Photo by  Salmen Bejaoui  on  Unsplash

The Buddhas in our Soil

The Buddha fields of Siddhārtha Gautama in the opening of the sutra may likewise seem abstract or supernatural, but I believe these passages are meant to be a more literal descriptor of the change in consciousness that awakens in Earth’s bodhisattvas.

Assume for a moment that only humans can become Buddhas. This Buddha nature is thought by some schools to be relative to our consciousness. We are each somewhere on the spectrum of either believing the Buddha to be completely independent of us, or recognizing that we are Vairocana breathing out the clouds of illusory distinctness. When we die, we are buried or cremated and likely returned to the planet in one way or another. The aggregates of our existence break down. And so where does our Buddha nature go without our human form to contain its consciousness?

The form that was once ours actually persists though. It becomes part of the dirt or a stream on the way to the ocean. Our remains are decomposed by bacteria and fungi, worms and birds, flowers and weeds. ‘We’ become a mix of things, including soil and food for animal and plant life further up the food web, potentially infinitely transforming until coincidentally making it back to a human in food of one form or another, then again becoming soil, and so on. Our Buddha nature continues contained within our physical form through all these transformations, and perhaps that’s why we feel so much better when we eat fresh vegetables and fruits, or participate in their entire life cycle from seed to plate. We are cultivating our Buddha nature, we are nourishing our Buddha nature, we are bringing ourselves so close to seeing the lack of separation between us and all the other lifeforms in this cycle.

Now take what the Buddha teaches in the Lotus Sutra literally. In all the forms of existence—from animals to gods and devils—there are Buddhas arising and Buddha nature being awakened. Alongside our own experience of the cycle above, there is Buddha nature arising and transforming in the animals and plants and minerals who share this world with us. This is the perception we have faith in as bodhisattvas, and bear witness to in our enlightenment.

The Ants All Emanate From Vairocana, Their Queen

In the park, the red-spotted purple and Eastern tiger swallowtail butterflies are emerging like arhats resplendent in the rainbow body of the dharma. Mosquitoes perch on my skin and drink deep the Buddha nectar within. The buzz of the carpenter bees is the undulating vibrations of their own mantra. And April heralds the existential chirping of birds and frogs alike, while the solitary heron might catch your eye and there pose still as a tree contemplating the illusion that keeps our minds distinct.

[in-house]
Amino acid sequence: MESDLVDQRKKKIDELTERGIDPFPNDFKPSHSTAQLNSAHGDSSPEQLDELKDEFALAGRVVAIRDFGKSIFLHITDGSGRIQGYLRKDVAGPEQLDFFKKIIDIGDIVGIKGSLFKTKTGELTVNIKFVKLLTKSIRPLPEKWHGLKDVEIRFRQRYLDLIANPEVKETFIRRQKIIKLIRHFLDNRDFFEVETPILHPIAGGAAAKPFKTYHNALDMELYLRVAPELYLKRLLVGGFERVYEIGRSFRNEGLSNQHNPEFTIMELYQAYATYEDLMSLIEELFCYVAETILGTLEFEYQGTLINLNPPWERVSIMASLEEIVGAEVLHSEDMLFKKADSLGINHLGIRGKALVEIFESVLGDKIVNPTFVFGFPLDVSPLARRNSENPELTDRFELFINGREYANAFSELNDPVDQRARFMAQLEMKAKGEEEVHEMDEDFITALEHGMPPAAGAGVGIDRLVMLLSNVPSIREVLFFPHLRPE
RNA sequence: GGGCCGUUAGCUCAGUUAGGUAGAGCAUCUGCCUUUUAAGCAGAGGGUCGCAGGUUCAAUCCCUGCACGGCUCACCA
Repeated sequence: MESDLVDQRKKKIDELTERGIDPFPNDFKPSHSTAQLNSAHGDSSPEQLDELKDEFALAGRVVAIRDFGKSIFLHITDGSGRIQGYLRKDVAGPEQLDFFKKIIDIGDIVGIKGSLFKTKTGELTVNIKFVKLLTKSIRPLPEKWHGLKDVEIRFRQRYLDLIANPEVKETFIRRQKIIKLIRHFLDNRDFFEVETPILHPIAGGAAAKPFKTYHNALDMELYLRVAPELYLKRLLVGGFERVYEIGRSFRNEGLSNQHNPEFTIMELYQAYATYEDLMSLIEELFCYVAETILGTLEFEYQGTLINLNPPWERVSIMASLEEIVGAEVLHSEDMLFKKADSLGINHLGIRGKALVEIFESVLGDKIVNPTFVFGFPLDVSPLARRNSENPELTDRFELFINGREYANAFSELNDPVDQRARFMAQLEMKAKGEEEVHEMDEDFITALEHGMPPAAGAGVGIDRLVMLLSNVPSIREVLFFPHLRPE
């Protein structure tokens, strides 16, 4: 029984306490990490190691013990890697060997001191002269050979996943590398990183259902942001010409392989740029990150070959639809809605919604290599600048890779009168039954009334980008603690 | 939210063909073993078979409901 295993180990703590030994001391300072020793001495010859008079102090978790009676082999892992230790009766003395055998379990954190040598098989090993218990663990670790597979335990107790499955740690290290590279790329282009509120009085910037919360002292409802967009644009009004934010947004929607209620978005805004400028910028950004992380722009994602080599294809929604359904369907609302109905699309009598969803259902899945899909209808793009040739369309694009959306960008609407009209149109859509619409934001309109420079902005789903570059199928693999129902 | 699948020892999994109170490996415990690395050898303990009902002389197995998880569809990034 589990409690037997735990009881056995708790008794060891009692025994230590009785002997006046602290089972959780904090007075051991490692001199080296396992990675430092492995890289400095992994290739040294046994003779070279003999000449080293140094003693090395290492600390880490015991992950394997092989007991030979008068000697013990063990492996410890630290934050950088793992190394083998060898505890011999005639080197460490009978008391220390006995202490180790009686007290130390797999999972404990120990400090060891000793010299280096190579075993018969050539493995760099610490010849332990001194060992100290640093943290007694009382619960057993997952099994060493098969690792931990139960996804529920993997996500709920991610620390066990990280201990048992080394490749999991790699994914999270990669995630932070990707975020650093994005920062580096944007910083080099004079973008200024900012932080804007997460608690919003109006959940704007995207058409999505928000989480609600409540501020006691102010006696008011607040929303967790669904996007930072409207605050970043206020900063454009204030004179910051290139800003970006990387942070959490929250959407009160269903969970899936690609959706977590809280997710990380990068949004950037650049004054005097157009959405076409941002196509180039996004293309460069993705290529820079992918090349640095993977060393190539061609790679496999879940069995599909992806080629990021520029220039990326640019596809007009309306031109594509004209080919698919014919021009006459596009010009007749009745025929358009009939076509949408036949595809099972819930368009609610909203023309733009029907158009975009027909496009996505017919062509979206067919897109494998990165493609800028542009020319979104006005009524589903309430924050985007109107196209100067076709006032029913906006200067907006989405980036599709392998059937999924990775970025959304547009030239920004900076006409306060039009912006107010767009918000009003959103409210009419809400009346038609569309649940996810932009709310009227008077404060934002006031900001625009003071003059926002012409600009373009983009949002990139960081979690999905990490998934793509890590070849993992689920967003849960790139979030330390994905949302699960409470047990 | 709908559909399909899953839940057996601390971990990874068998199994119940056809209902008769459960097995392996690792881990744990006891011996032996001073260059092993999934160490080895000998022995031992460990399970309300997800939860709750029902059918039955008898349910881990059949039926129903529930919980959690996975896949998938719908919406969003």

They say cockroaches could survive a nuclear holocaust, so depending on how things go, cockroaches may one day be the only Buddhas from our era left alive. And if that’s possible, then chickens could be the descendants of Buddhas in the dinosaur age. Does a rooster’s crow not shake you to an awakening beyond just physical sleep? Is a hen’s dust bath not the perfect dance of a lotus birthing herself from the mud? Does the way she pecks at each kernel of grain one at a time not remind you of Kwan Yin reaching one arm at a time to all struggling beings in need?

Is your enlightenment kept behind a cage or imprisoned in a cycle of birth, reproduction, and slaughter?

Call it Buddha nature. Call it soul or spirit or autonomy. There’s a shared essence in us, in the soil, in the roots, and in all the avenues passing between us. There are cages and chains restraining the Buddhas in slaughterhouses and farms. There are monocultures of domesticated sameness where even a solitary Buddha will be weeded out. There are factories and mines where the Buddha is kept locked in unbearable conditions. And if you perceive the Buddha fields around you, you will see there are countless bodhisattvas drawing attention to the conditions of all these and still more Buddhas—women, of all people of color, of LGBT+ people, disabled people, prisoners, animals, the oppressed and the exploited everywhere.

How would we act if we could see the Buddha in all living beings? What would we do if our vision of this reality was completely clear?

The answer is our role to play in the liberation of this world.

This essay appears as part of the Deepening Resilience community blog project. Project coordinator Syren Nagakyrie and the project’s contributors are creating conversation on climate change and human responses to the issues our ecological crisis raises. Learn more or even submit your own thoughts at the blog project’s home page or Facebook group page.

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Pat Mosley (LMBT #16882) is a licensed massage therapist and life coach in Winston-Salem, North Carolina. His work is especially focused on creating permaculture in his community, which sometimes looks like providing bodywork, and other times looks like writing or designing gardens for people and bees.